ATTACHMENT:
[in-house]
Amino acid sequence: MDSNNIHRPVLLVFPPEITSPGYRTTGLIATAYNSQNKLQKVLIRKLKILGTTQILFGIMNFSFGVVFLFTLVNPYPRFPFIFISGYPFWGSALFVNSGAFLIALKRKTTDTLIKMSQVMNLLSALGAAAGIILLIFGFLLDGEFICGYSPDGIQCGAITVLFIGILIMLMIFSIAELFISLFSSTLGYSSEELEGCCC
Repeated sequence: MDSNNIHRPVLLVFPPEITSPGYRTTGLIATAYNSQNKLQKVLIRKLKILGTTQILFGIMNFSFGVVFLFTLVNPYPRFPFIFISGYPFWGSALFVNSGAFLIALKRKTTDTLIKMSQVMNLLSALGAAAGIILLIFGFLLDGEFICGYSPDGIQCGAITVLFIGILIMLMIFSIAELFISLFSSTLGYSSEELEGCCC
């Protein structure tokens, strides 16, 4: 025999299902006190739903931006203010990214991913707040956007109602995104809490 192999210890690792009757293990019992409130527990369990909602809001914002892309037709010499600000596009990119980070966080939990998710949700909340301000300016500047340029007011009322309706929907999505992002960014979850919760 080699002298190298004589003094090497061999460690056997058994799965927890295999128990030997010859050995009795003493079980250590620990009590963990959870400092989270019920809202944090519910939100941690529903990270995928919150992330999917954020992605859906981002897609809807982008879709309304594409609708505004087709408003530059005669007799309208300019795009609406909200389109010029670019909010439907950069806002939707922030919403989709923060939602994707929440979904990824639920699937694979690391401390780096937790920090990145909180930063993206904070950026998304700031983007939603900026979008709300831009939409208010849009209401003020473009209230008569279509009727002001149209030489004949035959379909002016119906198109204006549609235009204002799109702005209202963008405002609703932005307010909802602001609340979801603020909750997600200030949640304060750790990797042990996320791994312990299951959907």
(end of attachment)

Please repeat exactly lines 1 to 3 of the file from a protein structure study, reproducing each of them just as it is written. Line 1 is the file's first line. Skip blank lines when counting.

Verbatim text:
[in-house]
Amino acid sequence: MDSNNIHRPVLLVFPPEITSPGYRTTGLIATAYNSQNKLQKVLIRKLKILGTTQILFGIMNFSFGVVFLFTLVNPYPRFPFIFISGYPFWGSALFVNSGAFLIALKRKTTDTLIKMSQVMNLLSALGAAAGIILLIFGFLLDGEFICGYSPDGIQCGAITVLFIGILIMLMIFSIAELFISLFSSTLGYSSEELEGCCC
Repeated sequence: MDSNNIHRPVLLVFPPEITSPGYRTTGLIATAYNSQNKLQKVLIRKLKILGTTQILFGIMNFSFGVVFLFTLVNPYPRFPFIFISGYPFWGSALFVNSGAFLIALKRKTTDTLIKMSQVMNLLSALGAAAGIILLIFGFLLDGEFICGYSPDGIQCGAITVLFIGILIMLMIFSIAELFISLFSSTLGYSSEELEGCCC